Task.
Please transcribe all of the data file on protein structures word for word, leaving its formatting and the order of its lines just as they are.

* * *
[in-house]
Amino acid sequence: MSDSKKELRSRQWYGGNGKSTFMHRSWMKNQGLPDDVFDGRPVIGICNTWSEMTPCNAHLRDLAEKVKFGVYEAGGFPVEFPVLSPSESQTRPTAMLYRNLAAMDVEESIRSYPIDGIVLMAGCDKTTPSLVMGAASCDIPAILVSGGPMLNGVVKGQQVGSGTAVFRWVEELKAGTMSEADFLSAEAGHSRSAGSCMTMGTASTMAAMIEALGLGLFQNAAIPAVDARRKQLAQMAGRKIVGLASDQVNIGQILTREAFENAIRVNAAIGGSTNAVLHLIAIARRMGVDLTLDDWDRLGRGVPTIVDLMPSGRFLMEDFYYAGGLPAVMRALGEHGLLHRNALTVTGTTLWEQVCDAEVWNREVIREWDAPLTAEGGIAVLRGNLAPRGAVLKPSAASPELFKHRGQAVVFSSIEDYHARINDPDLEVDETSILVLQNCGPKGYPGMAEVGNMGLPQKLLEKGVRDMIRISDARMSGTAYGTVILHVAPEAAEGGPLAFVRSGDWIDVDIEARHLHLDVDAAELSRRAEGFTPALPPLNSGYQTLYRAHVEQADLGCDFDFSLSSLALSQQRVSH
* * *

[in-house]
Amino acid sequence: MSDSKKELRSRQWYGGNGKSTFMHRSWMKNQGLPDDVFDGRPVIGICNTWSEMTPCNAHLRDLAEKVKFGVYEAGGFPVEFPVLSPSESQTRPTAMLYRNLAAMDVEESIRSYPIDGIVLMAGCDKTTPSLVMGAASCDIPAILVSGGPMLNGVVKGQQVGSGTAVFRWVEELKAGTMSEADFLSAEAGHSRSAGSCMTMGTASTMAAMIEALGLGLFQNAAIPAVDARRKQLAQMAGRKIVGLASDQVNIGQILTREAFENAIRVNAAIGGSTNAVLHLIAIARRMGVDLTLDDWDRLGRGVPTIVDLMPSGRFLMEDFYYAGGLPAVMRALGEHGLLHRNALTVTGTTLWEQVCDAEVWNREVIREWDAPLTAEGGIAVLRGNLAPRGAVLKPSAASPELFKHRGQAVVFSSIEDYHARINDPDLEVDETSILVLQNCGPKGYPGMAEVGNMGLPQKLLEKGVRDMIRISDARMSGTAYGTVILHVAPEAAEGGPLAFVRSGDWIDVDIEARHLHLDVDAAELSRRAEGFTPALPPLNSGYQTLYRAHVEQADLGCDFDFSLSSLALSQQRVSH